Director(s): Clint Eastwood
IMDB Rating: 6.4
As the film opens on an Oklahoma farm during the depression, two simultaneous visitors literally hit the Wagoneer home a ruinous dust storm and a convertible crazily driven by Red, the missus brother. A roguish country-western musician, he has just been invited to audition for the Grand Ole Opry, his chance of a lifetime to become a success. However, this is way back in Nashville, Red clearly drives terribly, and hes broke and sick with tuberculosis to boot. Whit, 14, seeing his own chance of a lifetime to avoid growing up to be a cotton picker all my life, begs Ma to let him go with Uncle Red as driver and protege. Thus begins a picaresque journey both hilarious and poignant.
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(13 May 2013)
One of Clint Eastwood's biggest flops and least-known films, Honky Tonk Man is one of his best 'small' films, casting the star as a country and Western singer dying of consumption while on his way to grab a last chance of fame by cutting a record in Nashville with his estranged son (Kyle Eastwood) tagging along. A character-driven low-key road movie with a well-realised Depression era setting, it veers from the redneck comedy of his orangutan outings to the darker undercurrents of Thunderbolt and Lightfoot, with the characters gradually working their way into your affections to make the underplayed ending genuinely touching.The ony extra on the DVD is the theatrical trailer.
dgpdolphin (12 May 2013)
I was Totally impressed with the realism which was magnificentlycaptured and depicted throughout this movie! I found many occasionsthroughout the entire movie to laugh and thrilling times of holding tothe arms of my chair intensely sitting on the edge of my seat.. and yesdefinite moments of genuine sadness!The young lad who played Hoss impressed me with how well he portrayed alad of the time! I believe this young man has fabulous qualities. ISure am looking forward to seeing more movies with Him. I applaud ClintEastwood who portrays realistically a trueness of his characterrole.... But enough before I give it away ... Definitely worth Seeingagain! Personally I would like to see on Screen most of these actorsand actresses again in the near future! Definite Congratulations also for the choice of songs and to all thesingers and writers with thanks also for all those who are off screenmaking a movie such as this possible to be viewed!
Javier Marin (11 May 2013)
Despite almost every critic I've read, I think this is a real gem byClint Eastwood. A honest, sensitive effort in the road movie tradition.The minor tone, the naive sequences soothe Red Stovall's journey to hisfate. The movie also displays a touching view of the depression era inUSA. Like animated Roy Emerson Stryker's pictures the photography isremarkable as well as the sound track. I've learned about lots ofsingers and musicians that recorded only to give a final testimony oftheir art. I guess stories like these deserved a movie like HonkytonkMan. Long life to Clint, one of the most underrated talents not only inHollywood but in the rest of the world.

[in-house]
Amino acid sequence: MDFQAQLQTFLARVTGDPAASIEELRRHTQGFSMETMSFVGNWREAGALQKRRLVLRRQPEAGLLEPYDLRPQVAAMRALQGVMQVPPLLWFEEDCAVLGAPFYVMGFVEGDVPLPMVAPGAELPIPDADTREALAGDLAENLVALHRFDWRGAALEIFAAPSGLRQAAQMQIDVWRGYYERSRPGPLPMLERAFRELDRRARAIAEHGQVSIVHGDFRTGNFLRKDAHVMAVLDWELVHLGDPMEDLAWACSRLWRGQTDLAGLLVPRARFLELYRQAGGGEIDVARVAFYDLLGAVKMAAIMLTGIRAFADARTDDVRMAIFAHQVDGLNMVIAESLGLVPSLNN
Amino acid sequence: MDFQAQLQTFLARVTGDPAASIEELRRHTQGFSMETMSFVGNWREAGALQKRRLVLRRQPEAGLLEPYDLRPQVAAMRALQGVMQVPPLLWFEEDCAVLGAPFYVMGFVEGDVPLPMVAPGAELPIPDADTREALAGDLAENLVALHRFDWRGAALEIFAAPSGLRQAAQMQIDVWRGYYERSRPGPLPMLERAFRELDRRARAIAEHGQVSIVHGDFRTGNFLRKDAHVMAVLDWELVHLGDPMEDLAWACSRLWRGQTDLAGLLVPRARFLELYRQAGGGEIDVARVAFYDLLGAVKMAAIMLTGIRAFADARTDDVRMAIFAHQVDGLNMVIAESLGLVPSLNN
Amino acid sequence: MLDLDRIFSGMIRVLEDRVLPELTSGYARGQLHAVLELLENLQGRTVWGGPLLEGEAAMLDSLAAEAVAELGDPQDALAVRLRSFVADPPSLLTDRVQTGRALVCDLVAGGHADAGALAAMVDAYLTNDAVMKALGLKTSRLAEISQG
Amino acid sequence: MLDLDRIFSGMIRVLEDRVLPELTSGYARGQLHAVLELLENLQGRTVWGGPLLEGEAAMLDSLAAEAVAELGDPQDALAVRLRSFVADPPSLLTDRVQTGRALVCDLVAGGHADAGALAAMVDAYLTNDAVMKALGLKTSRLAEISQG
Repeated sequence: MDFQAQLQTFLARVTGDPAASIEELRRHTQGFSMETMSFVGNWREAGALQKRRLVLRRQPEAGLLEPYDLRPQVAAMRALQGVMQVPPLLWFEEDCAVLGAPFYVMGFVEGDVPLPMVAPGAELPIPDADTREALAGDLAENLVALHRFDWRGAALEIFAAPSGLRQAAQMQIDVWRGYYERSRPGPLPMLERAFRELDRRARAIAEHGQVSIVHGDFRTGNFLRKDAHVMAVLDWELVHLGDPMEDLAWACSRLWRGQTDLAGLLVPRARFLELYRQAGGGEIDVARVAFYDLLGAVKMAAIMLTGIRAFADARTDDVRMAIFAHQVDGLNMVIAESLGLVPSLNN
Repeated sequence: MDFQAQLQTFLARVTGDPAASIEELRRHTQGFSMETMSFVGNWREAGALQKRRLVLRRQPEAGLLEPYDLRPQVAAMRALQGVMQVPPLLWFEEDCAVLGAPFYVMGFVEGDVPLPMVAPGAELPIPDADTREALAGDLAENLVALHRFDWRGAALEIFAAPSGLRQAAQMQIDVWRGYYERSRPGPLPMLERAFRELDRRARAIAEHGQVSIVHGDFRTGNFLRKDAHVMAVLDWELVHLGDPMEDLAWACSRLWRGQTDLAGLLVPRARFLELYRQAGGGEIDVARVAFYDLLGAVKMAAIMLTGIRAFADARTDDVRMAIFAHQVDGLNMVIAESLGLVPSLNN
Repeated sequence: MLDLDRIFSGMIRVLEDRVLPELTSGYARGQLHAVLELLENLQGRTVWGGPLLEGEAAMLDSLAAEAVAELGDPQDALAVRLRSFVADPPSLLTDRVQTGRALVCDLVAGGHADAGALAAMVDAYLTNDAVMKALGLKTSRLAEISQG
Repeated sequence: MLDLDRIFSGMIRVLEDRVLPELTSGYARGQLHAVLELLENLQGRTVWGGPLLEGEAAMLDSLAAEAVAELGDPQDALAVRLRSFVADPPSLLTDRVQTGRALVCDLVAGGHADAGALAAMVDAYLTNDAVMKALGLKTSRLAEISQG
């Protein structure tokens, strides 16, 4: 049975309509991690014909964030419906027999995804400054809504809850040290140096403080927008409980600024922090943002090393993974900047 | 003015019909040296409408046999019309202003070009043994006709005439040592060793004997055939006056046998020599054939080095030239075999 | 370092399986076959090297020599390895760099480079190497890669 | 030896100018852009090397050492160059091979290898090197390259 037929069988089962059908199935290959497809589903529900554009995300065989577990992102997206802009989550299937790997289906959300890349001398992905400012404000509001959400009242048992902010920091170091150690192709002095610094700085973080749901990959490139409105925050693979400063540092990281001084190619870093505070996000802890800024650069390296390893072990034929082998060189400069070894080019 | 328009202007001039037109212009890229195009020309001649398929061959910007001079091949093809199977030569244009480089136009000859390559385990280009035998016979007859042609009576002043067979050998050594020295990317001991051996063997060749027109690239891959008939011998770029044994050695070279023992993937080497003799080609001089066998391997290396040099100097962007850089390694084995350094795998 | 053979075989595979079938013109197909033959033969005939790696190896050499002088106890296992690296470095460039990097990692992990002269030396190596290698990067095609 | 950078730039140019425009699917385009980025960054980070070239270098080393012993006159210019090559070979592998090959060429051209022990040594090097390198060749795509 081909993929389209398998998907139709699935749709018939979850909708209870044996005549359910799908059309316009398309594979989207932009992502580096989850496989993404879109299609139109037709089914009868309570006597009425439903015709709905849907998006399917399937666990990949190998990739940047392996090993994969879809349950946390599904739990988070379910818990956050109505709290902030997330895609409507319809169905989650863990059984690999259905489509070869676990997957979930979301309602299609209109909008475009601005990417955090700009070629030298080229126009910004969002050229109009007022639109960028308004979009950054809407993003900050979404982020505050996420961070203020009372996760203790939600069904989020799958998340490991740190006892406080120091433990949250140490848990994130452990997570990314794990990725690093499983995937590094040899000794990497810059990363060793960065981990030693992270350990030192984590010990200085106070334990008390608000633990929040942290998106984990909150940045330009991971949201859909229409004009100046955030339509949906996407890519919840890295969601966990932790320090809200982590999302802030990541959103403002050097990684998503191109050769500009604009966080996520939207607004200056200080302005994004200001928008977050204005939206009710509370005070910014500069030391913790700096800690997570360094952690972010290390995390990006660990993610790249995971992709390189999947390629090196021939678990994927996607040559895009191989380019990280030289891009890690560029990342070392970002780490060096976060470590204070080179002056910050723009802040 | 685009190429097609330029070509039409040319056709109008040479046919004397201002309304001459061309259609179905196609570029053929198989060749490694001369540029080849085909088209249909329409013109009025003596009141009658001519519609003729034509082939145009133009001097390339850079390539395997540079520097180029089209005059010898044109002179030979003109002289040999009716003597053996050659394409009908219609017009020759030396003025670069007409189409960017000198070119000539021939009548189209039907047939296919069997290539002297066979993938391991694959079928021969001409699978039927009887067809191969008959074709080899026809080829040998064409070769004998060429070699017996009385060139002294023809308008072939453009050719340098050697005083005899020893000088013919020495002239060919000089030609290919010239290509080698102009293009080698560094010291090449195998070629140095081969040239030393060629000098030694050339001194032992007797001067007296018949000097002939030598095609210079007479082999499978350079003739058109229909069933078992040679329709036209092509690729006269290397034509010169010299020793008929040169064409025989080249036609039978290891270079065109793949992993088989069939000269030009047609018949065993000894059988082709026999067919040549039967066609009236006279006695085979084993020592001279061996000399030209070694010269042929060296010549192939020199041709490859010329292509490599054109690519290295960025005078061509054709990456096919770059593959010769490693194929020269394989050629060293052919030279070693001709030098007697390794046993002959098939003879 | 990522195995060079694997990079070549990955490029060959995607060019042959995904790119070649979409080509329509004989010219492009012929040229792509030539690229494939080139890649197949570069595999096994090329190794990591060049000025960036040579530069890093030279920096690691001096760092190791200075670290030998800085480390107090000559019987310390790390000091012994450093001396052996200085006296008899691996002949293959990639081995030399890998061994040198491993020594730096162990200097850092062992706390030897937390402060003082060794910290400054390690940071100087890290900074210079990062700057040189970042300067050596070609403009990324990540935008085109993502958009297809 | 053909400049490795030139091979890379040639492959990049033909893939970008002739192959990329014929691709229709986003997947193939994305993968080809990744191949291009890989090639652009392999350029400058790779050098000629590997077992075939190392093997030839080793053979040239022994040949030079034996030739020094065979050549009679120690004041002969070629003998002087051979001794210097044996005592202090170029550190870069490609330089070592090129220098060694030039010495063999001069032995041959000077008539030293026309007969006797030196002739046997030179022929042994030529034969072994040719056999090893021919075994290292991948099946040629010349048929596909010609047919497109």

(10 May 2013)
This review is from: Honkytonk Man (DVD) Good story line. Holds your attention. Kyle Eastwood did a very good job on this film.
Woodyanders (09 May 2013)
Clint Eastwood, looking drawn, rumpled and weathered, takes a radical,courageous departure from his usual reliably stalwart tough guy personain this gently moving, defiantly unheroic and very low-key seriocomic30's Depression-era set drama as Red Stovall, a boorish, feckless,dissolute, alcoholic drifter, failed would-be country-and-westernsinger/songwriter and general all-around worthless, ill-tempered andirresponsible rapscallion with an unfortunate knack for getting intotrouble, messing things up and making life hell for everyone who getsclose to him. Slowly dying from tuberculosis, Red makes a lengthy,arduous pilgrimage from Oklahoma to Tennesse to make his dream ofperforming at the legendary Grand Ole Opry come true, taking hisfoolishly awestruck nephew Whit (nicely played by Clint's then14-year-old son Kyle) and his frisky grandfather (a superb JohnMcIntire) along with him. During their eventful odyssey Whit breaks Redout of jail after Red is arrested by drawling good ol' boy sheriffJerry Hardin for stealing chickens, Red takes Whit to a whorehouse sothe boy can lose his virginity, and the group has colorful encounterswith an obnoxious, conniving teenage girl (a perfectly irritating AlexaKenin) who tries to dupe Red into believing he impregnated her, grubbymechanic Tracey Walter, venal highway patrolman Tim Thomerson, andmean, untrustworthy bar owner Barry Corbin prior to Red arriving inNashville for his do-or-die audition, only to erupt into a coughing fitin front of the hard-nosed talent scout (a marvelous cameo by JohnCarpenter movie regular Charles Cyphers) while in the middle of beltingout the wonderfully regretful and reflective titular song. Eastwood's subtle direction doesn't in any way force the wry humor ordelicately heart-breaking sentiment found in Clancy Carlile's folksy,quietly observant script, allowing the story's considerable poignancyto stem naturally from the characters and the experiences they have.Eastwood furthermore delivers an excellent and convincing performanceas Red, an atypical Eastwood lead who's initially quite unappealing andonly becomes endearing in the picture's tragic closing sequences inwhich Red's deep-seated yearning to belatedly realize his potential andsubsequently be somebody makes itself touchingly apparent. The rest ofthe cast, which also includes Verna Bloom and Matt Clark as Red'stolerant, long-suffering relatives, are every bit as fine.The elegant, lyrical cinematography by Bruce Surtees gives the film amisty, lived-in look that's a beguiling blend of warm heartfeltnostalgia (Eastwood was born in 1930 and partially grew up during theGreat Depression; he traveled about the country with his itinerantlaborer father during this troubled time) and scrappy downcastauthenticity. Noted country-and-western producer Snuff Garrett was themusic supervisor for the stand-out soundtrack; such famous and reveredsinging stars as Ray Price, Porter Wagner, Frizzell and West, bluessinger Linda Hopkins, and especially Marty Robbins have telling bitparts -- Robbins, who died shortly before the movie openedtheatrically, has a lovely moment as a back-up session musician whoassumes lead vocal chores when Red becomes too weak and sickly tofinish the song himself. Eastwood sings a few numbers with a frayed,raspy, worn-out baritone -- it's a hoarse, yet affecting croak whichbespeaks countless years of hard living and heavy drinking with abracingly matter-of-fact directness. Why, "Honkytonk Man" even comescomplete with a provocative philosophical message: Sometimes it's thepeople you expect the least from who teach us the most about life.Unjustly vilified by most critics and ignored by audiences when itfirst came out, this tender little gem deserves to be rediscovered asone of Clint Eastwood's most surprising and adventurous as well asthoughtful and underrated change-of-pace cinematic excursions that hehas ever made to date.